We not only have a growing gap between rich and poor, but it’s growing faster in Canada than most rich countries. Our middle class hasn’t seen a pay raise in 30 years. Meanwhile, Brazil has been narrowing its income gap, by an average of 1.5 per cent a year, over the past decade.
Doug Cuthland, in a special to The Star Phoenix, wrote:
The Conservative strategy is clear. Have an Inuit politician parrot the party line, thus making the issue internal to aboriginal people. In the House of Commons question period she was answering questions directed toward Aboriginal Affairs Minister John Duncan.
Sadly this is a federal government that would rather fight and turn people against one another than deal with the very important issues of poverty and malnutrition.
Food Security Falls on Volunteer Shoulders
While the federal government struts like the emperor who had no clothes, volunteers around Canada struggle to keep food insecurity from becoming starvation for the thousands of families who turn to food banks, soup kitchens and other non-profit initiatives. Those responses to poverty sprang up in the 1980s as a temporary measure during an economic downturn. Successive governments have seen them as a solution to food insecurity rather than what they are, a stop-gap measure that should be embarrassing to a rich country.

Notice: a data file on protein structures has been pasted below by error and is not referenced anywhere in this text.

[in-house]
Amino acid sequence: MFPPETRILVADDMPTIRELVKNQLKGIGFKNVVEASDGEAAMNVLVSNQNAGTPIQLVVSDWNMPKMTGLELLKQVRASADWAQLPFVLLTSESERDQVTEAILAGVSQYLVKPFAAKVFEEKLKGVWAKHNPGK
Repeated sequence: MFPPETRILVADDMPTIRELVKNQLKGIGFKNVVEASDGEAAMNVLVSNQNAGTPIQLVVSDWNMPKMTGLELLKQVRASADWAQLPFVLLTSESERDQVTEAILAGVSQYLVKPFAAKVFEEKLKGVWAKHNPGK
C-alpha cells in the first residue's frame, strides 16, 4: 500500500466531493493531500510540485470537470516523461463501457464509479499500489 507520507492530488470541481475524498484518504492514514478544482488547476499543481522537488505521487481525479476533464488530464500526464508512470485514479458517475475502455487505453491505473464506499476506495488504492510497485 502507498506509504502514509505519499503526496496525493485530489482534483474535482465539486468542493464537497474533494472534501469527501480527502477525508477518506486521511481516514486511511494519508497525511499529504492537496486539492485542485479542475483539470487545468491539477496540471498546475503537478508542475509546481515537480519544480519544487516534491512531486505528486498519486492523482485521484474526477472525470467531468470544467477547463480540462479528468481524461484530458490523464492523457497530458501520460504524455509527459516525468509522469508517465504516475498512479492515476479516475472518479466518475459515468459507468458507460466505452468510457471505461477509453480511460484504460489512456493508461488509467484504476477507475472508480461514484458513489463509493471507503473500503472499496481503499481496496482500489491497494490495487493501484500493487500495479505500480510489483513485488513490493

Across Canada, thousands of committed volunteers support organizations like Food Secure Canada, Food Banks Canada and the many local and regional groups working for a just and sustainable food system.
Meanwhile, in Ottawa, the well-fed architects of Canada’s shattered safety net throw barbs at a UN envoy who is only speaking the truth.
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Photo credits: 1,3 and 4 Thinkstock; Photo 2 from Walter Schwabe (@fusedlogic) via Flickr Creative Commons